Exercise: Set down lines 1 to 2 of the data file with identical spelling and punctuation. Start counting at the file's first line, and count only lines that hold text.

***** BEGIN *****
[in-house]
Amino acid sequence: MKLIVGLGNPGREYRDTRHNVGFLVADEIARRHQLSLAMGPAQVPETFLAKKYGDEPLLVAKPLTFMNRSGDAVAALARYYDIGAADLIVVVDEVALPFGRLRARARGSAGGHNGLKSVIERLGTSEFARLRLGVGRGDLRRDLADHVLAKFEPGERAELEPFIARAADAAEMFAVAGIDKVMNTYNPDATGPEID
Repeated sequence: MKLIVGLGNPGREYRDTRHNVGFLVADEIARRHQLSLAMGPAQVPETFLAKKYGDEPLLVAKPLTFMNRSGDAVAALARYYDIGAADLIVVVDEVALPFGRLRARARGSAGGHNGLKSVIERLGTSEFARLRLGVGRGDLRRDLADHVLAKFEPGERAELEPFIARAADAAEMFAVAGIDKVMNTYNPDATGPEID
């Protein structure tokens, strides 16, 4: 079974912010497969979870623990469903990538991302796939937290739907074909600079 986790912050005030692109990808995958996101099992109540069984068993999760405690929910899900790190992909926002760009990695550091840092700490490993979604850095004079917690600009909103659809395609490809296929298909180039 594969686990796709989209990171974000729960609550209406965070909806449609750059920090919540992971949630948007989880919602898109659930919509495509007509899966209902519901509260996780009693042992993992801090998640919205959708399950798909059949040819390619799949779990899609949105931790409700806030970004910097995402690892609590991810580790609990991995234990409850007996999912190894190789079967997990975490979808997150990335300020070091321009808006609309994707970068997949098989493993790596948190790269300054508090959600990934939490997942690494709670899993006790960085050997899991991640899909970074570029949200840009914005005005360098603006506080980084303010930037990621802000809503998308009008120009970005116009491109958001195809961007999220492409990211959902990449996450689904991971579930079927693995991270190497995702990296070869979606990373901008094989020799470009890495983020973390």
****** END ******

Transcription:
[in-house]
Amino acid sequence: MKLIVGLGNPGREYRDTRHNVGFLVADEIARRHQLSLAMGPAQVPETFLAKKYGDEPLLVAKPLTFMNRSGDAVAALARYYDIGAADLIVVVDEVALPFGRLRARARGSAGGHNGLKSVIERLGTSEFARLRLGVGRGDLRRDLADHVLAKFEPGERAELEPFIARAADAAEMFAVAGIDKVMNTYNPDATGPEID